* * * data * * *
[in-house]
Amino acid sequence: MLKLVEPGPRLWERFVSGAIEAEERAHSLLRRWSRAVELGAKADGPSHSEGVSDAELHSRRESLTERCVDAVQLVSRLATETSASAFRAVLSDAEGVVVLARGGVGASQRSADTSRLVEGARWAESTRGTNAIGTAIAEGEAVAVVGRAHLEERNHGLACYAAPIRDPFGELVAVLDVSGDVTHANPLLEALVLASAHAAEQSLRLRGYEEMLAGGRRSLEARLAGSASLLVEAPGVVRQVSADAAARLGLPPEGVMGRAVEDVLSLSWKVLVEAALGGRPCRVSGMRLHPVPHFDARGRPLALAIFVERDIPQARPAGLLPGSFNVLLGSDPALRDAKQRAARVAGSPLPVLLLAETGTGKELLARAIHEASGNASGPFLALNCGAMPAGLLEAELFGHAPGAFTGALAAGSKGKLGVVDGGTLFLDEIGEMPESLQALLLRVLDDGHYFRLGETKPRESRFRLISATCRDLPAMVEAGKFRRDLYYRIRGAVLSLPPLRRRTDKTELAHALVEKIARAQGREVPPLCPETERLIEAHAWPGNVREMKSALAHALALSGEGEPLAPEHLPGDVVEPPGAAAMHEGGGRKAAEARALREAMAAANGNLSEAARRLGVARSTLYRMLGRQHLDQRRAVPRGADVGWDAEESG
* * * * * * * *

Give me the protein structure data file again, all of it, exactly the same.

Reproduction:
[in-house]
Amino acid sequence: MLKLVEPGPRLWERFVSGAIEAEERAHSLLRRWSRAVELGAKADGPSHSEGVSDAELHSRRESLTERCVDAVQLVSRLATETSASAFRAVLSDAEGVVVLARGGVGASQRSADTSRLVEGARWAESTRGTNAIGTAIAEGEAVAVVGRAHLEERNHGLACYAAPIRDPFGELVAVLDVSGDVTHANPLLEALVLASAHAAEQSLRLRGYEEMLAGGRRSLEARLAGSASLLVEAPGVVRQVSADAAARLGLPPEGVMGRAVEDVLSLSWKVLVEAALGGRPCRVSGMRLHPVPHFDARGRPLALAIFVERDIPQARPAGLLPGSFNVLLGSDPALRDAKQRAARVAGSPLPVLLLAETGTGKELLARAIHEASGNASGPFLALNCGAMPAGLLEAELFGHAPGAFTGALAAGSKGKLGVVDGGTLFLDEIGEMPESLQALLLRVLDDGHYFRLGETKPRESRFRLISATCRDLPAMVEAGKFRRDLYYRIRGAVLSLPPLRRRTDKTELAHALVEKIARAQGREVPPLCPETERLIEAHAWPGNVREMKSALAHALALSGEGEPLAPEHLPGDVVEPPGAAAMHEGGGRKAAEARALREAMAAANGNLSEAARRLGVARSTLYRMLGRQHLDQRRAVPRGADVGWDAEESG